Recruitment of doctors in rural SK communities backfiring

Like hundreds of other places across Canada, the Saskatchewan town of Wakaw has gone all out to recruit doctors, recently luring two South African physicians to the community with free housing, car allowances and financial bonuses.

Barely six months later, though, the young husband-and-wife team is leaving, partly because of an unusual complaint: they say there are simply not enough patients in the supposedly under-serviced area to sustain their practices. They also charge the town essentially misled them about the nature of their roles, which include one or other of the physicians being on call in the hospital emergency department, 24 hours a day, 20 days out of 30.

Aggressive doctor recruitment has become an integral, if less than welcome, part of Canada’s MD-starved health care system. Dr. Paruk, 28, suggested his and his wife’s experience might serve as a cautionary tale for physicians tempted by generous incentives to make long-term commitments to particular jurisdictions.

He has heard of other Saskatchewan communities where the recruitment of doctors has backfired, too.

“A lot of towns will say “˜We’ll give you this, this and that if you commit to stay here for two or three years,’ “ he said. “We’ve learnt our lesson now … My best advice is don’t make any commitments until you work in a place, until you know.”

The town, though, has its own tale of woe, including other doctors officials had almost recruited in the past, only to have them stolen away by sweeter offers from competing municipalities.

Ed Kidd, Wakaw’s mayor, said Dr. Paruk and his wife, Dr. Tasnim Gafoor, were fully informed of the nature of their jobs, and would undoubtedly have built up a heavier patient roster in the town of 864 if they had simply stayed longer.

As it is, they lasted until just after they had gained their Saskatchewan medical licences, he said.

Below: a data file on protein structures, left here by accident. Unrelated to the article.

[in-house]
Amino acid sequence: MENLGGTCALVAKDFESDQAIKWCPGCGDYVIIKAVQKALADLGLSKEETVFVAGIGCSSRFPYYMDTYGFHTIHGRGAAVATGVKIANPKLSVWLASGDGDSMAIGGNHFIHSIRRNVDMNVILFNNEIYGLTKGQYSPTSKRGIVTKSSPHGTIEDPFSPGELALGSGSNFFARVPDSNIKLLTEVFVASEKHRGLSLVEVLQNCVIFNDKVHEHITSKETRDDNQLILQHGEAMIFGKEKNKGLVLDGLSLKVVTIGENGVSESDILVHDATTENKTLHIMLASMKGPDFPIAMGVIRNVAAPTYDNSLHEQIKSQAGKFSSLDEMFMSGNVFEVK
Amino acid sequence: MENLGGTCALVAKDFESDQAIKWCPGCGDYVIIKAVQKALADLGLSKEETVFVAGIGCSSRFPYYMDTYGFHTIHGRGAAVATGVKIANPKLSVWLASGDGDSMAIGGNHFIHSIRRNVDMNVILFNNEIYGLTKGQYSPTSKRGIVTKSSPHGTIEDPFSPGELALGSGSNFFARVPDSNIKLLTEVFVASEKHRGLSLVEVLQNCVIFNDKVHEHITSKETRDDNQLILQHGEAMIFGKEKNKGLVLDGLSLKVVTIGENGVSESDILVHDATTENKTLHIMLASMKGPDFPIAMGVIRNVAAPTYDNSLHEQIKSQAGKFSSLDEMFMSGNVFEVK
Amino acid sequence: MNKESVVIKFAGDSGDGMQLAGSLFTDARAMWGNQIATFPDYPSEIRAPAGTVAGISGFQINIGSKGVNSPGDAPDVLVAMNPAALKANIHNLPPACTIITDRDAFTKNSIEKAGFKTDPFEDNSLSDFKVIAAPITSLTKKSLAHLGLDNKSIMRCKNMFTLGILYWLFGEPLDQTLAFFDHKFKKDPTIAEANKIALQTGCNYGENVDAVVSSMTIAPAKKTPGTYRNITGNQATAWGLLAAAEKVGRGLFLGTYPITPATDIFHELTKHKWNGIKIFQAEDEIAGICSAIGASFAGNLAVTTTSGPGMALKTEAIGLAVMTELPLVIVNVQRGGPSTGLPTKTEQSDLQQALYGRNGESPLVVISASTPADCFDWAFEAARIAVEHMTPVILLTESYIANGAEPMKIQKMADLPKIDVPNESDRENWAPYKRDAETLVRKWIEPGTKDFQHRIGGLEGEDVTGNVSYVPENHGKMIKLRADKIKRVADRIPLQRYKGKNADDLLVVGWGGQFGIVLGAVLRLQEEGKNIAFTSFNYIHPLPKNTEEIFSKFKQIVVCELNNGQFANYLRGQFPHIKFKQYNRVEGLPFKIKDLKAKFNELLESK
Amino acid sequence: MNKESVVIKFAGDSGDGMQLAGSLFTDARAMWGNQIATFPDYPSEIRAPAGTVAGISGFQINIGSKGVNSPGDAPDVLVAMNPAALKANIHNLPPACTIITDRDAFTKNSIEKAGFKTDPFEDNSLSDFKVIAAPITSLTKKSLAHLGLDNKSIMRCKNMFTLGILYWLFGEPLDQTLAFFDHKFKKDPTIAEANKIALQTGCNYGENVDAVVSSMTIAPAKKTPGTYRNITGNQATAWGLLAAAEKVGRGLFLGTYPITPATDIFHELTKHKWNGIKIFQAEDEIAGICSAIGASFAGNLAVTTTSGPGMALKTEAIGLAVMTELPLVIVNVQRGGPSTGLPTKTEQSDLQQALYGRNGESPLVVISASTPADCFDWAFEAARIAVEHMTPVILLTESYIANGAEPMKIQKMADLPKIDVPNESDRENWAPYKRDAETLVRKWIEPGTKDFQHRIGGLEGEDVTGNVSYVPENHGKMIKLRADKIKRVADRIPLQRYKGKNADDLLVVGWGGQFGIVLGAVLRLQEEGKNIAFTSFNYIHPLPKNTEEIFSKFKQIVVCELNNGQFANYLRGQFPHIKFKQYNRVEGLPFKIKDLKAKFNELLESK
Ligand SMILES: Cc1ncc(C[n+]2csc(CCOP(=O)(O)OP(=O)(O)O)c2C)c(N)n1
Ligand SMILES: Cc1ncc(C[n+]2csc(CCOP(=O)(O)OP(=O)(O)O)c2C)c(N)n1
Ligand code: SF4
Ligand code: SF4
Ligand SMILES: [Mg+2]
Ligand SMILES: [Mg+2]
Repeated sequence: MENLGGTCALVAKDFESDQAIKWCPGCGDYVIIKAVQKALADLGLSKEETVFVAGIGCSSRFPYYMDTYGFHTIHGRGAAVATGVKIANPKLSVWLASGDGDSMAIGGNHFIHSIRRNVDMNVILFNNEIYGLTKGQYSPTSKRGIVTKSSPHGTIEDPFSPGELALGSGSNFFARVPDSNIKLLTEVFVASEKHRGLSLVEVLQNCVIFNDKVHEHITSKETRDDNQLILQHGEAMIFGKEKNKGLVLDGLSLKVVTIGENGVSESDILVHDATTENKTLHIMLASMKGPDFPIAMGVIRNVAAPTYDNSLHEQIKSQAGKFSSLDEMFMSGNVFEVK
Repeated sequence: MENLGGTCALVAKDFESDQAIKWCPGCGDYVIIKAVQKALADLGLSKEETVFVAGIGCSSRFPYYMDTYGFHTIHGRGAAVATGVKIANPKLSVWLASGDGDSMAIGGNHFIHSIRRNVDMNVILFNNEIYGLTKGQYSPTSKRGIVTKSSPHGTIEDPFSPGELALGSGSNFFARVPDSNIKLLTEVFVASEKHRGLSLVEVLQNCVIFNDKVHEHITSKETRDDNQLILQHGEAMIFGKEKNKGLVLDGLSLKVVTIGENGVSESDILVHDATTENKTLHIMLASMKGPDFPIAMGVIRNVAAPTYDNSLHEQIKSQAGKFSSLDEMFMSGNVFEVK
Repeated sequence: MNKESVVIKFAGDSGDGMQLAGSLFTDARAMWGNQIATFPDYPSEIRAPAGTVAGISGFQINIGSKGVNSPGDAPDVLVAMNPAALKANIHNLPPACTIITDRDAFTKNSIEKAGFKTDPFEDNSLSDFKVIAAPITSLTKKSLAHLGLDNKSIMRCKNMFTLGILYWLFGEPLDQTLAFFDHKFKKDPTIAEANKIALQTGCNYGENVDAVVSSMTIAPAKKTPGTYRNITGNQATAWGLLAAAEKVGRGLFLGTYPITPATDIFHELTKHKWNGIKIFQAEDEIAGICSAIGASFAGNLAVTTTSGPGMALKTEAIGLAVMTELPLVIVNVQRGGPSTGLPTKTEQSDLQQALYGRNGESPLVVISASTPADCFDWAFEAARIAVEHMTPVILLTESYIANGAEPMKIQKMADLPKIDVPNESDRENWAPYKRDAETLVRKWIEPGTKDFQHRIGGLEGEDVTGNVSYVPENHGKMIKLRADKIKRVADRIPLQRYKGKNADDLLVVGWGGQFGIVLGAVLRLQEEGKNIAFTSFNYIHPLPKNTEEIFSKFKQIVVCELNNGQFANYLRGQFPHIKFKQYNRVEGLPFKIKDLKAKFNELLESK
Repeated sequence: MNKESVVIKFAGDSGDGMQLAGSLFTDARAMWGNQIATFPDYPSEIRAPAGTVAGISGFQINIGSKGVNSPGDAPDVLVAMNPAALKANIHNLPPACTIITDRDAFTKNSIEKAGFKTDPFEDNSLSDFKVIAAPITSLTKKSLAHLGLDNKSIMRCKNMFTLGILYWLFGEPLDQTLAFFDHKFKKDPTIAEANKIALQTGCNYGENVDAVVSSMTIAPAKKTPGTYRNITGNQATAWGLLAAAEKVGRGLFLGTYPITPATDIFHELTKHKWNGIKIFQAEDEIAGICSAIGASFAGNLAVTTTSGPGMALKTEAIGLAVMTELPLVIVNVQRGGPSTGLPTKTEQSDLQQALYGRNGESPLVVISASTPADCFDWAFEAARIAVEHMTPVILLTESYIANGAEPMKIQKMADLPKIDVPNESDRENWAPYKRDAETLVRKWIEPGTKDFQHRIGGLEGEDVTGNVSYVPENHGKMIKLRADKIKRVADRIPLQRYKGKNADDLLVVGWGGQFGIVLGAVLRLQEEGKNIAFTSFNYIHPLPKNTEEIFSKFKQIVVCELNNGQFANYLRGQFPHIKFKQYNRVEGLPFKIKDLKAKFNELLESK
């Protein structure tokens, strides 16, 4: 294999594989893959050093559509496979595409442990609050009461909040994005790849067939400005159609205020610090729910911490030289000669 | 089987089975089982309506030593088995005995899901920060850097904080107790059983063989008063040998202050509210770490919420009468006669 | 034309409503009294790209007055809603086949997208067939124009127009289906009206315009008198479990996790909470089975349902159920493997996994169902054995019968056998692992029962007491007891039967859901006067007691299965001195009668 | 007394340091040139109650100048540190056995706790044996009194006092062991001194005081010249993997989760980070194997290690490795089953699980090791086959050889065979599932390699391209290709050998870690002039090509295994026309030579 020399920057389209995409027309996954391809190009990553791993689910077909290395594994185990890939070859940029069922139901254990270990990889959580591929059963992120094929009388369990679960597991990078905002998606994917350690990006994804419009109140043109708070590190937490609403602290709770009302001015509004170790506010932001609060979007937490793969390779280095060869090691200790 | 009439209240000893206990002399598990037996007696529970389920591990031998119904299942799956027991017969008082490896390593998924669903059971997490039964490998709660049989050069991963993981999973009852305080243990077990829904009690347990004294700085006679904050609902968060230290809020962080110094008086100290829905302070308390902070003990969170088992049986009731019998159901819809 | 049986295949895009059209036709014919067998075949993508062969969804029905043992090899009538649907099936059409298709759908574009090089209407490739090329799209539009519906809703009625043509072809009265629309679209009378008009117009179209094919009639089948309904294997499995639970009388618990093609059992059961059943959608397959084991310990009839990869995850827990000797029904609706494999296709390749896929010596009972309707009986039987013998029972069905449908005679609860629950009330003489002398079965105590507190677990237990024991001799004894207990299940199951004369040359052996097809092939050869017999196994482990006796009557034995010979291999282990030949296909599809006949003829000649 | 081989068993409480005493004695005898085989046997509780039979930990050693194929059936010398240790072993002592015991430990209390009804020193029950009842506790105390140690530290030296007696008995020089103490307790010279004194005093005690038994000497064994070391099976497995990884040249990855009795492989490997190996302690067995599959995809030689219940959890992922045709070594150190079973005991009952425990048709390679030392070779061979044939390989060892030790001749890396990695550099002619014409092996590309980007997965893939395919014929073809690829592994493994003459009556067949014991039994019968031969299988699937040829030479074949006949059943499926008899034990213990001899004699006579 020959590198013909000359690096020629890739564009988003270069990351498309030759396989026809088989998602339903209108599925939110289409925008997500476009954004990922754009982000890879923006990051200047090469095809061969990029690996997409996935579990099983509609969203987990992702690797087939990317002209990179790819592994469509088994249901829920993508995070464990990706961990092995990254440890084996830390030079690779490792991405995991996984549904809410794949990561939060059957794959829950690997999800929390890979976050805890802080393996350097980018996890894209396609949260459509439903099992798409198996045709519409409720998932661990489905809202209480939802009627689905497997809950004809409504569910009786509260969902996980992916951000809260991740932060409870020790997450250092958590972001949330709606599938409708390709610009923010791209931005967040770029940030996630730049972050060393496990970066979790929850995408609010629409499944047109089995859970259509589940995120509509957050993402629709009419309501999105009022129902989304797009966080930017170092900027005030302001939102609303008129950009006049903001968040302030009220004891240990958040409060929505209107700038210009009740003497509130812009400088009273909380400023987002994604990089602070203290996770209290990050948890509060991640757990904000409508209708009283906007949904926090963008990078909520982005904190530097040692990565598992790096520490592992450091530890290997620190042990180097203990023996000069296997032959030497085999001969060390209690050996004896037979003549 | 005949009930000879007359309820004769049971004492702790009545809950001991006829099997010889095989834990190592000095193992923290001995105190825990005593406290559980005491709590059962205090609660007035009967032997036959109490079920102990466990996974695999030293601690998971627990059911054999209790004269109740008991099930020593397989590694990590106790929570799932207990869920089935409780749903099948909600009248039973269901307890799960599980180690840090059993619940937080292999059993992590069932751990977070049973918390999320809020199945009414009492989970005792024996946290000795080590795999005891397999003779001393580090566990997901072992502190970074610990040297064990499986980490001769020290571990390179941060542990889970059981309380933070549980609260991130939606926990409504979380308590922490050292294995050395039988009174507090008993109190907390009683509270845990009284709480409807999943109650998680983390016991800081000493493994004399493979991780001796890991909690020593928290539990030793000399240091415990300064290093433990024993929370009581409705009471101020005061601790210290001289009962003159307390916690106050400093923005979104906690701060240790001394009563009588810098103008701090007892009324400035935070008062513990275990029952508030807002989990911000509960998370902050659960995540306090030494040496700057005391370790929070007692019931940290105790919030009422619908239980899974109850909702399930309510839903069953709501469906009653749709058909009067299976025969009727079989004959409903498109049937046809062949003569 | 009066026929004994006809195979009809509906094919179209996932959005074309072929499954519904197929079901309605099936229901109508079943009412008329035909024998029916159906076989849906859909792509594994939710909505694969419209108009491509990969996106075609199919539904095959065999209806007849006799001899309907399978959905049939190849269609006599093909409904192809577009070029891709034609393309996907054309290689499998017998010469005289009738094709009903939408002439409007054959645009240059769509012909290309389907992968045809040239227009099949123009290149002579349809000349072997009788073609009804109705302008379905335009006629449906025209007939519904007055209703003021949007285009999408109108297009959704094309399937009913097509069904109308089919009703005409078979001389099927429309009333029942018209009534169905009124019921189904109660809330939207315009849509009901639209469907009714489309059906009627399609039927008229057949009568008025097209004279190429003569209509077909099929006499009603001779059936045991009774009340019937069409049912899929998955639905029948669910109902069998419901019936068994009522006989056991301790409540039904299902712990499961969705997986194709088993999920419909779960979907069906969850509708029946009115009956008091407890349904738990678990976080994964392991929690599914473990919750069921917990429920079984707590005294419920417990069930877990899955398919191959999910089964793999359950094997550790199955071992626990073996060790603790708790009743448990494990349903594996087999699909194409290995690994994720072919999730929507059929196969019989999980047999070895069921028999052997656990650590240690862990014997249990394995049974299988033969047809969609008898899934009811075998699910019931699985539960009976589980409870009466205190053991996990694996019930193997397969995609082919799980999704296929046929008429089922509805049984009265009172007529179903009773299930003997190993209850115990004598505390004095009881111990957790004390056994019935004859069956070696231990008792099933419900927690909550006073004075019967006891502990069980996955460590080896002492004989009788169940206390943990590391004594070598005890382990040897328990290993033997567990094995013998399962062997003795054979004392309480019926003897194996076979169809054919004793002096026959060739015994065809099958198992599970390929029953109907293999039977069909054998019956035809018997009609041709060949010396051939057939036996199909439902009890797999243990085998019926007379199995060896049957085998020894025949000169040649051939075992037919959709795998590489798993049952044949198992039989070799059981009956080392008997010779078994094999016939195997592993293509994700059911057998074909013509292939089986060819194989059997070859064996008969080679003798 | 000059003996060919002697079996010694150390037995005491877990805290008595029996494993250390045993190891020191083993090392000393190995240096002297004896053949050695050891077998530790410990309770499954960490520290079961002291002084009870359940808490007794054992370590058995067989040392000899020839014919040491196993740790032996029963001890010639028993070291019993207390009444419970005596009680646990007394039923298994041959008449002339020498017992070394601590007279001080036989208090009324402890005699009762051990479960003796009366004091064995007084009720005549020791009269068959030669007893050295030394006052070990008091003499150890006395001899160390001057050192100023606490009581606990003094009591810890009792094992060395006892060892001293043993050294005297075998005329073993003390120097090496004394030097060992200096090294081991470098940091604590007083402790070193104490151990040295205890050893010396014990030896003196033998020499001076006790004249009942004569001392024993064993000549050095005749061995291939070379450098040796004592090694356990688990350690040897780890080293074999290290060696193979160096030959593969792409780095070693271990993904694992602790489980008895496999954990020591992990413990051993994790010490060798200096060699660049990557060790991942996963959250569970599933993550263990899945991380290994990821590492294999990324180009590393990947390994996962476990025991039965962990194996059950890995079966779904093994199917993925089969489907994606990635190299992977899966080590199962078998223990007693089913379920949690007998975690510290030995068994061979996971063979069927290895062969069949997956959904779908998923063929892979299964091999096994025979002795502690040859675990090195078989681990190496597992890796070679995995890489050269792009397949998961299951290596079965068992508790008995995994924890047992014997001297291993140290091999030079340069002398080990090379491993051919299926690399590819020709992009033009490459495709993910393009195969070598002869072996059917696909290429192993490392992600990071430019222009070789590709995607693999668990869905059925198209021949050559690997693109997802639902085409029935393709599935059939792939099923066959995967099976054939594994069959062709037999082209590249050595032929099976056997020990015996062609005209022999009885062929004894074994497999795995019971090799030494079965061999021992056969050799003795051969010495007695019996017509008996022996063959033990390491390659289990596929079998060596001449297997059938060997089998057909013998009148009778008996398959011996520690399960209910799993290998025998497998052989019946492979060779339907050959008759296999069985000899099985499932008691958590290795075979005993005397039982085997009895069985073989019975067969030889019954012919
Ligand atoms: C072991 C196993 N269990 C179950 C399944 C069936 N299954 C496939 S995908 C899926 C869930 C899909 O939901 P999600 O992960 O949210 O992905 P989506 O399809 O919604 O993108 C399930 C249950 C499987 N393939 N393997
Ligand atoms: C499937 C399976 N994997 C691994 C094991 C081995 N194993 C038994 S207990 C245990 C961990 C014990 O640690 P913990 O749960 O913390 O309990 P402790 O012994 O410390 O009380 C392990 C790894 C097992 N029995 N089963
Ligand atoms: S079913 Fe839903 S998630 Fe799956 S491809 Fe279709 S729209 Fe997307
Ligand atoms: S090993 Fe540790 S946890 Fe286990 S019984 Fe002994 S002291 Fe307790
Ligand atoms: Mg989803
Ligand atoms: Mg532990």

“It’s like any business, you have to attract people, you have to attract your clientele,” said Mr. Kidd. “Another doctor claims that there are enough patients for three doctors to keep very busy. It just takes a little patience and to get out there.”

Many people in town see family physicians in other communities, like Saskatoon, 90 kilometres to the southwest, and are loathe to leave them for a local doctor until they know for sure the Wakaw practitioner is staying for the long haul, he said.

The mayor said he realizes now the key for communities like his is to find doctors who are suited to a rural lifestyle.

Some researchers have estimated that as many as five million Canadians, many in small or isolated municipalities, are without a family doctor. Recruitment efforts – and the commitments asked of doctors – have escalated in recent years, with some places offering young doctors as much as $150,000 in exchange for a minimum five-year stint.

Drs. Paruk and Gafoor say they decided to emigrate to Saskatchewan in part to be close to family members who are also physicians and had moved to the province earlier. They talked to a number of communities before settling on Wakaw, which offered incentives partly funded by the Saskatoon Health Region and by the municipality itself.

Dr. Paruk says the town’s people welcomed them with open arms. Despite assurances they would have lots of patients, however, they rarely see more than 10 a day, when 25 or 30 a day would be more usual in a rural practice, he said. Meanwhile, he and his wife now constitute two-thirds of the on-call rotation for the local hospital’s newly re-opened emergency department, which he believes is the real reason they were brought to town.

The late-night phone calls disrupt both their lives, no matter who is on duty, he said. “It’s just become way too much for us. We don’t have a life, basically.”

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